In 1982, after a devastating car accident almost left Barbara Felix paralyzed, dance gradually became a major influence in her art making; she used it to live vicariously as a dancer in self-portraiture work. Today, dance has expanded to become a vehicle through which she explores the lives of others, particularly women of color.
“The Glorious Way She Moves – Black Venus” celebrates intergenerational Black women across the spectrum of the San Antonio community. Each portrait provides the viewer a glimpse of who each individual is, that simultaneously becomes part of the collective voice of Black women in our society.
The video stills of their movement capture the exuberance and confidence of each muse, banishes stereotypes about Black women, and spurs the viewer to feel the same emotional connection that happens when watching a dance performance. Through their poise and spirit, they pay homage to the legacy of generations of women who came before them. These portraits symbolically exemplify the self-esteem that Black women exude as they move through their lives and the world.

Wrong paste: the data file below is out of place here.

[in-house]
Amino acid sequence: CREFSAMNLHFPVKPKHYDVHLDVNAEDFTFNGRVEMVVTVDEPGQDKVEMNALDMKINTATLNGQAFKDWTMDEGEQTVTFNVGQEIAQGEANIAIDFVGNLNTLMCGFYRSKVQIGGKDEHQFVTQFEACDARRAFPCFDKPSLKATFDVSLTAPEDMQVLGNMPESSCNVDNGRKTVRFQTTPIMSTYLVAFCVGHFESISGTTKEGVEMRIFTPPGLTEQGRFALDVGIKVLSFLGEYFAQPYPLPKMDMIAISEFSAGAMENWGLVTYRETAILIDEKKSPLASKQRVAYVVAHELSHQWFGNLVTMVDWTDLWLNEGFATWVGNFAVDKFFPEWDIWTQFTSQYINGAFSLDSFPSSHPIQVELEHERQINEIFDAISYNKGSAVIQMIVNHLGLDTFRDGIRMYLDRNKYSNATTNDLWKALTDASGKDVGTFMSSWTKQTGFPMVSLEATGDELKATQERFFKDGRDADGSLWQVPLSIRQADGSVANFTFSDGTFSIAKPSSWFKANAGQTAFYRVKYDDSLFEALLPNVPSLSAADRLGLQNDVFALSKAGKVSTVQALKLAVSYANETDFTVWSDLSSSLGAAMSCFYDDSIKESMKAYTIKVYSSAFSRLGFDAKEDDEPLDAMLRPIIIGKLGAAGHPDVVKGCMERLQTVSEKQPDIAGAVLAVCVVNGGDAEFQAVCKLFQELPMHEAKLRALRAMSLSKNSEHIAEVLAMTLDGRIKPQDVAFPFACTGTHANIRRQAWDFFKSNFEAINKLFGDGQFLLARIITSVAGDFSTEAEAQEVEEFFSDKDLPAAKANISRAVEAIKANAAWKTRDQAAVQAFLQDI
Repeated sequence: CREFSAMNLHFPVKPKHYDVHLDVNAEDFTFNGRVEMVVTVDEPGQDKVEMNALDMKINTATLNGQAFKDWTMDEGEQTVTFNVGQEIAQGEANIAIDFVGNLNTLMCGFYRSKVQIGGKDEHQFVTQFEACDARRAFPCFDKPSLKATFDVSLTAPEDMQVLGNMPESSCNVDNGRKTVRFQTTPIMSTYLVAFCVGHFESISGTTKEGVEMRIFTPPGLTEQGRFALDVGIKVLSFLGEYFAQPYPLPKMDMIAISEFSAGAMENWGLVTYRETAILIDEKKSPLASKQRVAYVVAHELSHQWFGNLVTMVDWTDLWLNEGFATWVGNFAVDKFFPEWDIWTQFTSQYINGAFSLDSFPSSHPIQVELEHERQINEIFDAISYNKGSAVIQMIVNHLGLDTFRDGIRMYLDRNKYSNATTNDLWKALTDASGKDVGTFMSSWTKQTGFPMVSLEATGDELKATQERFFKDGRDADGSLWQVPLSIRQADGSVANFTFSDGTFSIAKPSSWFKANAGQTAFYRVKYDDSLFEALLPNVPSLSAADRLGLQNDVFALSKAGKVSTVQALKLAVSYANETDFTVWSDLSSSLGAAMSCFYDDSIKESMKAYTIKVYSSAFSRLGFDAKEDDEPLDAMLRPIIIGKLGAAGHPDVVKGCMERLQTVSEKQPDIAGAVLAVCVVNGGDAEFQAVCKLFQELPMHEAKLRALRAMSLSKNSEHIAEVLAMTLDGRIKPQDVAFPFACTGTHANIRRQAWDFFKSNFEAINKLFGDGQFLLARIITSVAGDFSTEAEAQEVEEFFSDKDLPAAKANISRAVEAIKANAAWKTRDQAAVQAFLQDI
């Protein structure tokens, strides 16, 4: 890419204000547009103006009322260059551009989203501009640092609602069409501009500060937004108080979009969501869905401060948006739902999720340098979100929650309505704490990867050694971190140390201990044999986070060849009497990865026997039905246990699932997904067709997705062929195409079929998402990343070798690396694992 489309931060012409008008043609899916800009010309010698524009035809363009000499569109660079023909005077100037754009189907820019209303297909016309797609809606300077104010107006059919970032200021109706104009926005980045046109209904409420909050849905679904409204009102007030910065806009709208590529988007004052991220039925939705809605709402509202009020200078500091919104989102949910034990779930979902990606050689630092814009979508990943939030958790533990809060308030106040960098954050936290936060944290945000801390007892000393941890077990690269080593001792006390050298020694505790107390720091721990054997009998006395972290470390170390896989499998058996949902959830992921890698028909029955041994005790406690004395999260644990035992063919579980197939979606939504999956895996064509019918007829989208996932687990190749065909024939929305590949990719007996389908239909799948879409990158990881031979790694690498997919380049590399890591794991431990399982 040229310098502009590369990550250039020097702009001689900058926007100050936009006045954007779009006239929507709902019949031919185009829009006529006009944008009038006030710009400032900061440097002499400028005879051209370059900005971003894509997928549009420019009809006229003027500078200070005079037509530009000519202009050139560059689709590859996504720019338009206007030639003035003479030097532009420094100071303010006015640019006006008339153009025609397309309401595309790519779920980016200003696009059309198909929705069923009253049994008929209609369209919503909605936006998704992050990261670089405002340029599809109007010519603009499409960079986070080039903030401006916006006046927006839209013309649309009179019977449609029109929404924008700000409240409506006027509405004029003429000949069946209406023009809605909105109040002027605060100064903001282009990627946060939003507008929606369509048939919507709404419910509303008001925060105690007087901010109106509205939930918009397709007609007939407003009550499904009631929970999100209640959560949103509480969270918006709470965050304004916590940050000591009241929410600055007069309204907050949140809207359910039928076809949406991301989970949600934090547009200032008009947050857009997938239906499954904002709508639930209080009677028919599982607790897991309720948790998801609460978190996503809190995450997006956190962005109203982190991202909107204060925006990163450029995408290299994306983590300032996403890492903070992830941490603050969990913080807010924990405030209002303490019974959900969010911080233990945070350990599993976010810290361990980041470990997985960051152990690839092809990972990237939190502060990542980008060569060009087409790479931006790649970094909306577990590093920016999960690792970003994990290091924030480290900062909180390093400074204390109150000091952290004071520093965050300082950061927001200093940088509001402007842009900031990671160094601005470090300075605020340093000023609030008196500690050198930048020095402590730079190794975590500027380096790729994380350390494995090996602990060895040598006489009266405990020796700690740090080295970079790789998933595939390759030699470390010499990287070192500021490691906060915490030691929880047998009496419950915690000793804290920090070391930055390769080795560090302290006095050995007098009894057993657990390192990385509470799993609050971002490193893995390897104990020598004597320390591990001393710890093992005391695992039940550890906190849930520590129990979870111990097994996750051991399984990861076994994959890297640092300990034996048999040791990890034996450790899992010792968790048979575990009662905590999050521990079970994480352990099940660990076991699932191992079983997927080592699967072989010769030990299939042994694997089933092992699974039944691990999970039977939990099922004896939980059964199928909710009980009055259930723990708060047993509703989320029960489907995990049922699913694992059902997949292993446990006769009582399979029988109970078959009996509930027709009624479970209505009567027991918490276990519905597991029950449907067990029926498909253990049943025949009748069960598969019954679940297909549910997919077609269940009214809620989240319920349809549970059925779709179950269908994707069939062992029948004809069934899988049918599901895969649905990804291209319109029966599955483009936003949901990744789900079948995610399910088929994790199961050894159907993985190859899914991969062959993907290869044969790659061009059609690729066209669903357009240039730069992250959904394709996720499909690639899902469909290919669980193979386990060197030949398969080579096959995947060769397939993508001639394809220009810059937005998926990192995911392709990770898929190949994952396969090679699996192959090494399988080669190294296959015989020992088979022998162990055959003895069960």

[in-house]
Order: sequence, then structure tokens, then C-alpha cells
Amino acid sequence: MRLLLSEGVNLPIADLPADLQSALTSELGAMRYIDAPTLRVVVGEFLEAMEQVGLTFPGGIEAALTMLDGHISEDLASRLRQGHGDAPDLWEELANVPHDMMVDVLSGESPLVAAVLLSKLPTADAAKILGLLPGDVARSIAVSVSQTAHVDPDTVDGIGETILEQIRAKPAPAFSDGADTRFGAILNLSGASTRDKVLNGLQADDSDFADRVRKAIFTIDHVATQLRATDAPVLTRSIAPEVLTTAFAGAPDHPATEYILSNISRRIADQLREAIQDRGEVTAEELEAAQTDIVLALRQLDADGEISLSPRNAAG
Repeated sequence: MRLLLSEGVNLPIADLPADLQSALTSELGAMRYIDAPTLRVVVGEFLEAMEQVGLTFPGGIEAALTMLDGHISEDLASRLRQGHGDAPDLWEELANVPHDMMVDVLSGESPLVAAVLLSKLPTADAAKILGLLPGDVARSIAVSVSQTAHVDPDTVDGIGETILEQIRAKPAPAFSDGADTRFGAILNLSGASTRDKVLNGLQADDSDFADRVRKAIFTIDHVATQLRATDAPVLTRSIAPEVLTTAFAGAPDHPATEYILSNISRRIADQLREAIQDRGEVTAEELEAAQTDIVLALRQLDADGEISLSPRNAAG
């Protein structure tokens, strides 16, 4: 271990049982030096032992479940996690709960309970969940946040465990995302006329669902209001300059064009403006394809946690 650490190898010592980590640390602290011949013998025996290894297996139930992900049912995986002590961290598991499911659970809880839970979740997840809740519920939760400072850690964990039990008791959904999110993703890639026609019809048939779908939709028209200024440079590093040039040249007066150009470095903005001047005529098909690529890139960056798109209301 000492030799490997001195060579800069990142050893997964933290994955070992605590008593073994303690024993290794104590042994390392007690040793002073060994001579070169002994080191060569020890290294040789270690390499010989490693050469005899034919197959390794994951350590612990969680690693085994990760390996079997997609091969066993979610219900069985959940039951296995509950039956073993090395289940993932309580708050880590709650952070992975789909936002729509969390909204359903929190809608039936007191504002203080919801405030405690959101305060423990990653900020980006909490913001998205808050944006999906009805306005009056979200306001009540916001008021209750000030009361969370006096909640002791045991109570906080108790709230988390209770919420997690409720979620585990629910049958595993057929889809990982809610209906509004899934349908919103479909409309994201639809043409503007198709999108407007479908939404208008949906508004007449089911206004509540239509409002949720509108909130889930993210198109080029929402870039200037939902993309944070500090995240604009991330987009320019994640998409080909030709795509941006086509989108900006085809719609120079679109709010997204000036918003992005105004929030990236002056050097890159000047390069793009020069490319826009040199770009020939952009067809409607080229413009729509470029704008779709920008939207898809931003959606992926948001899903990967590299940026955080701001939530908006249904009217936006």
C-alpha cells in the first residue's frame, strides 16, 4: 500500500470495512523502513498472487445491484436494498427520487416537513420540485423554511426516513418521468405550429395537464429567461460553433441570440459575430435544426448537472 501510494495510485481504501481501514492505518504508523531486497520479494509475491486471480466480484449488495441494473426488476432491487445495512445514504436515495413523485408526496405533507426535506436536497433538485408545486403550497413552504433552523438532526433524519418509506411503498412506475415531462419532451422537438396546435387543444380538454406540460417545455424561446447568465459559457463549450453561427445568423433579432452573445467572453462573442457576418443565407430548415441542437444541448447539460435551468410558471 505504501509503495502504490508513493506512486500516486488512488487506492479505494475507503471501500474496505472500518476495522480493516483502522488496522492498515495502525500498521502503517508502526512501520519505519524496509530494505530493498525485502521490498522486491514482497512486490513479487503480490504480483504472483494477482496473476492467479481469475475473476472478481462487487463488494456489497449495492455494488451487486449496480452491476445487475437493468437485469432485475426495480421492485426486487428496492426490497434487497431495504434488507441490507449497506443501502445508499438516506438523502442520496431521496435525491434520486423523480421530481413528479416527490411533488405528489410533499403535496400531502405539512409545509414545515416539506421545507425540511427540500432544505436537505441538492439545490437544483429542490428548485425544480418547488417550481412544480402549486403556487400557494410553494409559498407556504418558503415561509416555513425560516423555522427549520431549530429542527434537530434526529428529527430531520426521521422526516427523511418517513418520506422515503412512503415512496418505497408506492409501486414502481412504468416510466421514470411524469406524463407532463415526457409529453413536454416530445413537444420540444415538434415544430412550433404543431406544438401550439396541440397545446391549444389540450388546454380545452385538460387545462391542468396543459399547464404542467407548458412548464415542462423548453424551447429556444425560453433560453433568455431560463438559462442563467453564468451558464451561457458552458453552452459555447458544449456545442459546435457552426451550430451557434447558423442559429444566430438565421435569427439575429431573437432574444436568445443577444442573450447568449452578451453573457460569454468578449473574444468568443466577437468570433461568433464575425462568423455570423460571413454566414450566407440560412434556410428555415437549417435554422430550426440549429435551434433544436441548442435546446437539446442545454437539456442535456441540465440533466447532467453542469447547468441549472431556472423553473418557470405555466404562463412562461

“Black women are the unsung heroines, often invisible in our society. As an artist of color, I strive to bring women into a magnified view that recognizes our magnificence as multifaceted human beings,” says Felix.
The collective array of pursuits and achievements of these Black women – Poet Laureate/Diva/Community Activist; Retired Tennis Champion/Teacher; Printmaker/Client Experience Rep; High School Senior/Aspiring Performing Artist; Financial Advisor/Art Patron/Curator; College Board Trustee; Retired Regional Fashion Merchandise Manager; Middle School Student/Future Veterinarian; Retired Information Technology Executive – embody the heart and soul of our continuing narrative. Their portraits engender a sense of hope for achieving the American promise of Life, Liberty and the Pursuit of Happiness.